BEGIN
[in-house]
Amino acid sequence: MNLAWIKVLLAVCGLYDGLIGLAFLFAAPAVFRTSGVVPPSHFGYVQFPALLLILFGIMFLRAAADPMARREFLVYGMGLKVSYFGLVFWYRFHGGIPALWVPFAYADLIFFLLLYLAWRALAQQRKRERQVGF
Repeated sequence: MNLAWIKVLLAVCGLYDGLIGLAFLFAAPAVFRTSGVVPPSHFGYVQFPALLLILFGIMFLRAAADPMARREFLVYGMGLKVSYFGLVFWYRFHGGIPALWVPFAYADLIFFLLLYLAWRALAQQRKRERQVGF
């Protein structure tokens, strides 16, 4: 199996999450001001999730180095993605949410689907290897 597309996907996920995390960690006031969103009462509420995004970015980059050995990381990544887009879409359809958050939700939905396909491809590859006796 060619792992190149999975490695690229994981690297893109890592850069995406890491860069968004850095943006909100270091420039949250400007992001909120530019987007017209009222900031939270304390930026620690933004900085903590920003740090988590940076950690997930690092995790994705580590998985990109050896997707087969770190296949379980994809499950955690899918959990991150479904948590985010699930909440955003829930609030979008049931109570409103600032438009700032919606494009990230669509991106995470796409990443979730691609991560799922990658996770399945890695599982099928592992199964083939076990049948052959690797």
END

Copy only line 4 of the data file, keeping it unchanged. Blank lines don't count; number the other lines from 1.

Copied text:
């Protein structure tokens, strides 16, 4: 199996999450001001999730180095993605949410689907290897 597309996907996920995390960690006031969103009462509420995004970015980059050995990381990544887009879409359809958050939700939905396909491809590859006796 060619792992190149999975490695690229994981690297893109890592850069995406890491860069968004850095943006909100270091420039949250400007992001909120530019987007017209009222900031939270304390930026620690933004900085903590920003740090988590940076950690997930690092995790994705580590998985990109050896997707087969770190296949379980994809499950955690899918959990991150479904948590985010699930909440955003829930609030979008049931109570409103600032438009700032919606494009990230669509991106995470796409990443979730691609991560799922990658996770399945890695599982099928592992199964083939076990049948052959690797």